Adenylate kinase (AK; ATP:AMP phosphotransferase; EC 126.96.36.199) is involved in the reversible transfer of the terminal phosphate group from ATP to AMP. AKs contribute to the maintenance of a constant level of cellular adenine nucleotides, which is necessary for the energetic metabolism of the cell. Three metal ions, cobalt, zinc and iron(II), have been reported to be present in AKs from some Gram-negative bacteria. Native zinc-containing AK from Desulfovibrio gigas was purified to homogeneity and crystallized. The crystals diffracted to beyond 1.8 angstrom resolution. Furthermore, cobalt-and iron-containing crystal forms of recombinant AK were also obtained and diffracted to 2.0 and 3.0 angstrom resolution, respectively. Zn2+-AK and Fe2+-AK crystallized in space group I222 with similar unit-cell parameters, whereas Co2+-AK crystallized in space group C2; a monomer was present in the asymmetric unit for both the Zn2+-AK and Fe2+-AK forms and a dimer was present for the Co2+-AK form. The structures of the three metal-bound forms of AK will provide new insights into the role and selectivity of the metal in these enzymes.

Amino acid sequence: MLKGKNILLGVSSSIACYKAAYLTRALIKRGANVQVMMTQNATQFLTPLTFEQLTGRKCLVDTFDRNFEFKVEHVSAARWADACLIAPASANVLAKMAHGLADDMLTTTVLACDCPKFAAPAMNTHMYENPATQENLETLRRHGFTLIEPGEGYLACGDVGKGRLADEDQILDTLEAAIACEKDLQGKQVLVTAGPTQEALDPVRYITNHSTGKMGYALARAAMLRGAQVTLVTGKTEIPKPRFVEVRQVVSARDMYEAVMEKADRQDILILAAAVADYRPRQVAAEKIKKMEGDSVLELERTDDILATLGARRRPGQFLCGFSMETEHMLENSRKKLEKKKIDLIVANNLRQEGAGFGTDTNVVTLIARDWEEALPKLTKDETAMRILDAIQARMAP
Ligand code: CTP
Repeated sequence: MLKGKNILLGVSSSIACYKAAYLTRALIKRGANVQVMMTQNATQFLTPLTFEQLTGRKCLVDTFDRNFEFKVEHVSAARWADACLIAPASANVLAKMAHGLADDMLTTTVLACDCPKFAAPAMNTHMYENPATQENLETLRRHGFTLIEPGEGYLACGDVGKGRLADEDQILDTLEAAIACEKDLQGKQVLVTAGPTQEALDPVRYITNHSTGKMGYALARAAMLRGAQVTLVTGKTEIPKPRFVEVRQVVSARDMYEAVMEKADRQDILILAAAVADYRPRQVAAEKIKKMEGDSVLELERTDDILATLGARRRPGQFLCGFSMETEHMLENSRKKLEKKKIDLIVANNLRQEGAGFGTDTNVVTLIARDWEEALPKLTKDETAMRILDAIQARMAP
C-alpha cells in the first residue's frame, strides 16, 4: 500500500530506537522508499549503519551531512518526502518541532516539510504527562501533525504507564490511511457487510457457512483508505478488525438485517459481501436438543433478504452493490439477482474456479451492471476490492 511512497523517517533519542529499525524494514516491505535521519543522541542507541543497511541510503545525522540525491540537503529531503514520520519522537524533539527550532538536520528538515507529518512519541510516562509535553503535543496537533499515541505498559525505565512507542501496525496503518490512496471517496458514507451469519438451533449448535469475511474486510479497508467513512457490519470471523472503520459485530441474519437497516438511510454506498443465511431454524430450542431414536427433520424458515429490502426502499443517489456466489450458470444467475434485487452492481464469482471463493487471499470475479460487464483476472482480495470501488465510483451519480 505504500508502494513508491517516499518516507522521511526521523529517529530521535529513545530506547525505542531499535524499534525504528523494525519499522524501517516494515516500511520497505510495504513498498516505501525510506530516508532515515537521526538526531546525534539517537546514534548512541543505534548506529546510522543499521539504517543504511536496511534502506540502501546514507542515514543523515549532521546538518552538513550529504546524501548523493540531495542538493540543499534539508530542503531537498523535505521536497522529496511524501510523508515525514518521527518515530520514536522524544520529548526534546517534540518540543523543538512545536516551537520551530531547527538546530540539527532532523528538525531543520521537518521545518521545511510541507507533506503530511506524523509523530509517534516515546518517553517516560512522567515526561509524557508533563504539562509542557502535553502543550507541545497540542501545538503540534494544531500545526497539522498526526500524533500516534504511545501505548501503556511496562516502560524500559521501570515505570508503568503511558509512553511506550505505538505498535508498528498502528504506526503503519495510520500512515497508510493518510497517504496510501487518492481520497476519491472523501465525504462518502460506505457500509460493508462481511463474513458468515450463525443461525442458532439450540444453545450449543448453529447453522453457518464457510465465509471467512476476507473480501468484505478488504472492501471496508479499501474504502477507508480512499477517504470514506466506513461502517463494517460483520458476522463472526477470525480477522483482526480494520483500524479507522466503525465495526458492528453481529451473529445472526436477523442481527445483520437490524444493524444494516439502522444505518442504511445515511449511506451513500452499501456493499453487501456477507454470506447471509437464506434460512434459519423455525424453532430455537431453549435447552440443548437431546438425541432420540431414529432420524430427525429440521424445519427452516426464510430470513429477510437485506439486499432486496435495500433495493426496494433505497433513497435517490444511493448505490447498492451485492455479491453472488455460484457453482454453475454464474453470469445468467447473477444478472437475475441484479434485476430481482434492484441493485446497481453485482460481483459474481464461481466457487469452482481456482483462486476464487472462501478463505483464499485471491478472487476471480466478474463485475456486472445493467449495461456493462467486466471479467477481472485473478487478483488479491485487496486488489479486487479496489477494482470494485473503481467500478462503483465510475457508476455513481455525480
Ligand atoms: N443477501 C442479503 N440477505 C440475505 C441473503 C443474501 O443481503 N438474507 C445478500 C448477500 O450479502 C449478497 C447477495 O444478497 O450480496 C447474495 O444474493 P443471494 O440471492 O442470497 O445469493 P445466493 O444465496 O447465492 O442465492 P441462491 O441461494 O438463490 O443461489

|Journal||Acta Crystallographica Section F-Structural Biology And Crystallization Com|
|Publication status||Published - 1 Jan 2009|
Moura, J. J. G. D., Bursakov, S. A., Moura, I. M. A. M. G. D., & Romão, M. J. (2009). Cobalt-, zinc- and iron-bound forms of adenylate kinase (AK) from the sulfate-reducing bacterium Desulfovibrio gigas: purification, crystallization and preliminary X-ray diffraction analysis. Acta Crystallographica Section F-Structural Biology And Crystallization Com, 65(NA), 926-929. https://doi.org/10.1107/S1744309109029157